Arris and Charter’s joint cloud-based technology arm, ActiveVideo, says it has landed a deal at Japanese operator J:COM (Jupiter Telecommunications), to virtualize VoD functions in its set top environment for pay TV subscribers – claiming this is the first deployment of the technology in Japan.
Yet we noticed that J:COM has been on ActiveVideo’s customer list since before its takeover by Arris and Charter two years ago, so there were immediate doubts that this week’s press release was actually proclaiming anything new. Arris confirmed this with Faultline Online Reporter, saying that there was already a deal in place for ActiveVideo at J:COM, but this week’s announcement is for deployment at scale. we understand the deployment is for 2 million homes.
It is unclear for now why it has taken over two years to get this deployment rolled out at scale, but given that the ActiveVideo CloudTV GuideCast technology has to go into every single MPEG frame and overwrite where the UI is, requiring a large amount of cloud processing power, this possibly caused some problems when trying to scale the technology to multiple millions of subscribers.
Arris could not reveal to Faultline Online Reporter how many of J:COM’s 3.7 million cable TV subscribers in Japan will be receiving the ActiveVideo-powered virtualized functions in their set tops, suggesting that it won’t be across the board, and isn’t quite ready for a full deployment in the millions.
Arris highlighted to us that ActiveVideo recently announced a deployment at Chilean cable operator VTR, a Liberty Global subsidiary, claiming to deliver virtualized set top functions to more than a million subscribers – so this gives us a ball park figure for how many set tops the cloud processing is currently capable of handling. VTR also reported a 138% year-on-year increase in views on its VoD service, plus an 11% customer increase.
ActiveVideo’s CloudTV GuideCast technology works by giving an MSO the ability to instantaneously deploy a state-of-the-art UI everywhere, without the burdensome and costly process of rolling out brand new set tops to every pay TV subscriber.
It renders a UI in the cloud using MPEG stitching, which involves deconstructing a video stream and identifying where any overlay for the UI is, such as graphics or text, and sewing this into the video stream itself.
As well as hardware cost savings, operators using ActiveVideo can easily roll out software updates from the cloud, to any cable QAM or IP set top – providing it is supported by a downloadable or pre-installed client with a CloudTV Nano module.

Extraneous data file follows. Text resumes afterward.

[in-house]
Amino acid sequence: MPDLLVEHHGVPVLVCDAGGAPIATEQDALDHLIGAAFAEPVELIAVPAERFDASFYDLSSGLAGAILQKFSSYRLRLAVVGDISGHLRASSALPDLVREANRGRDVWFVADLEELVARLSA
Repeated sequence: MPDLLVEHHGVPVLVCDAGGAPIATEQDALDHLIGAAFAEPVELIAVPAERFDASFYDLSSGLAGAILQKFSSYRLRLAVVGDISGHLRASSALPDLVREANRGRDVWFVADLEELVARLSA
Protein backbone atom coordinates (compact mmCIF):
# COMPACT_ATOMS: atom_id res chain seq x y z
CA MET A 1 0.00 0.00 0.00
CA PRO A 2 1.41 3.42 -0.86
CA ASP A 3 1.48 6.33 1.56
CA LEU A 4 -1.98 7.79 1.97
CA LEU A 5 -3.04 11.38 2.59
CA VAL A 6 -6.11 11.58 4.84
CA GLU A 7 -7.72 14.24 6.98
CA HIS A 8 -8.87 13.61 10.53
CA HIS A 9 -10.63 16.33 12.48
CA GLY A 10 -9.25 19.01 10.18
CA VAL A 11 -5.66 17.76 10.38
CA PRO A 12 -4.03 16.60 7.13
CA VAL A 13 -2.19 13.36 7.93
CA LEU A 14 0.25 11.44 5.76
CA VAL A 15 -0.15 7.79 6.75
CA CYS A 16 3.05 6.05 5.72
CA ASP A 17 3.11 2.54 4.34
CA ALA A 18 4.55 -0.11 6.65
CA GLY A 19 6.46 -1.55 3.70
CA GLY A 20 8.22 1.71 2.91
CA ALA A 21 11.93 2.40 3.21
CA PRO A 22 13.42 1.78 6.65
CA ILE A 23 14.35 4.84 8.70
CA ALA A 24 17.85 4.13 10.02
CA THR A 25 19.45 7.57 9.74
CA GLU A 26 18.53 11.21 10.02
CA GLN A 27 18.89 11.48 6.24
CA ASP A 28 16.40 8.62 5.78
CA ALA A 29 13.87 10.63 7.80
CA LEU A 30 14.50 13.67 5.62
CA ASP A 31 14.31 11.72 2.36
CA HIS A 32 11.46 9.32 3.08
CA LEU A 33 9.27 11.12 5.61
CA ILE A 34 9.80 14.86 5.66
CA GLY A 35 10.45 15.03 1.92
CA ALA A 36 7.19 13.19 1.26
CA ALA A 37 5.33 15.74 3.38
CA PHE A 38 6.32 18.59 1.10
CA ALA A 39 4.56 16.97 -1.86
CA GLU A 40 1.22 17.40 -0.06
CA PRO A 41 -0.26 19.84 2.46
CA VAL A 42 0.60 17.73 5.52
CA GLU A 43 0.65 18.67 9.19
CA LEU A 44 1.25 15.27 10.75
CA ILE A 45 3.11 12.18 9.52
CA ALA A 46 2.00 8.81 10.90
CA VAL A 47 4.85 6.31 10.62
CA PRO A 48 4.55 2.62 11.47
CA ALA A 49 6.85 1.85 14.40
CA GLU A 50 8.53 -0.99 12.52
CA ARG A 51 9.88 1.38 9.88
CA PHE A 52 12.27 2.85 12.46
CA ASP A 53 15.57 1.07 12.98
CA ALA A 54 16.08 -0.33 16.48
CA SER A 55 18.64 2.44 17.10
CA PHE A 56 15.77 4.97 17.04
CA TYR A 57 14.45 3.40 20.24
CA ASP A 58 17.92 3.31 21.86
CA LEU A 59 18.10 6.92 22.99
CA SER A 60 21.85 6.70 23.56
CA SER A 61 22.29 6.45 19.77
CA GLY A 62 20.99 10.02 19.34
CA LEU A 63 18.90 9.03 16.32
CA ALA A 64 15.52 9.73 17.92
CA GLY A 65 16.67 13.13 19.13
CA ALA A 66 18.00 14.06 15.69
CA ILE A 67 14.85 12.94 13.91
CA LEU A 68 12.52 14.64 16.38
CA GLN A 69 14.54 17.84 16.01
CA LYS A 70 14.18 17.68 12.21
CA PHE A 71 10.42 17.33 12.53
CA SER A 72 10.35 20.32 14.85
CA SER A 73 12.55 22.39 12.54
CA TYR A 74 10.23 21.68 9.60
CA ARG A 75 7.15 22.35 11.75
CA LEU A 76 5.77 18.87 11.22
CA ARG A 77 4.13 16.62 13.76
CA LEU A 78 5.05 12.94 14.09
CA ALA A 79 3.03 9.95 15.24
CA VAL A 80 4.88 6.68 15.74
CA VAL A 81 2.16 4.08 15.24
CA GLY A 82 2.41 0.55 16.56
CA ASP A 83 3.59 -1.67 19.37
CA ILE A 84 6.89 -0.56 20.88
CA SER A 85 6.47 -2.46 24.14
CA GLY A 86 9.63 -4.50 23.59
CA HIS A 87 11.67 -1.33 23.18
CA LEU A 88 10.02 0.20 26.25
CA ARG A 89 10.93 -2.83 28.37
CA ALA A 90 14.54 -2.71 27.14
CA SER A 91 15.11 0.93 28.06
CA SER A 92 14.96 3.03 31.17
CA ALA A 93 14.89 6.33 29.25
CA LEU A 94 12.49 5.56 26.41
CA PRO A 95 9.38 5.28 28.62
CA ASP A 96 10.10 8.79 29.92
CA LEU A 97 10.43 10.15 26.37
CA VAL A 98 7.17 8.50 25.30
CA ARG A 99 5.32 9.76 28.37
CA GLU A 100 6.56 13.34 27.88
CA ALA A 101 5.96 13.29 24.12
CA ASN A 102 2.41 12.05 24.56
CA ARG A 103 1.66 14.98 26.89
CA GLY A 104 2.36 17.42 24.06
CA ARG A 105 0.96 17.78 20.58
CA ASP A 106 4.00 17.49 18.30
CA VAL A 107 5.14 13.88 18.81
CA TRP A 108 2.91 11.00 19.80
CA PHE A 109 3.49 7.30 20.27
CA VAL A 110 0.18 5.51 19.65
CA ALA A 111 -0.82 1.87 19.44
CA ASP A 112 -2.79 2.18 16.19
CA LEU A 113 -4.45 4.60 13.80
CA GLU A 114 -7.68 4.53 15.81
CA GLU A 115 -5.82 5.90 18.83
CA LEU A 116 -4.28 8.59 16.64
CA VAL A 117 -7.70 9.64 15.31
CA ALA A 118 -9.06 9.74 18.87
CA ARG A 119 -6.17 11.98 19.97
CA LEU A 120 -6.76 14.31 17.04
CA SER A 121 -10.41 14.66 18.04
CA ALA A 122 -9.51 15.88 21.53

The beauty of this is not just about breathing new life into legacy hardware, but also about providing brand new experiences to consumers from the cloud – a field which the pay TV industry has lagged behind, while cloud video gaming has lead the way.
Arris is a company trying to change this – tidying up its product lines to focus on new cloud services.
Humax, Pioneer Electronics and Osaka-based Pixela provide set top hardware to J:COM, and Inside Secure provides its downloadable DRM Fusion Agent software for Android-based set tops.
In October last year, Arris booted Cisco out of the contract for developing the new WorldBox 2.0 for US cableco Charter Communications, its second generation hybrid IP/QAM video platform, based on ActiveVideo’s cloud-based technology. Shipment figures for the WorldBox 2.0 have not been made public, so unfortunately there is no way of grasping how many set tops the ActiveVideo technology is scaling to in the US either.
Masaaki Agaya, GM, Service Planning Division for J:COM, said, “the user interface is the customer’s point of entry to our on-demand library. The power of the cloud has enabled us to offer our subscribers a next-generation UX that overnight is opening the door to engaging new viewing experiences on the same familiar set tops.”
ActiveVideo President and CEO, Jeff Miller, added, “as pay TV operators deploy new services, the time-to-market required to ensure universal availability across the entire footprint can be daunting. J:COM’s success is further proof of how set top virtualization allows operators to rapidly transform user experiences for every subscriber by enabling delivery of faster, larger and more intuitive user experiences.”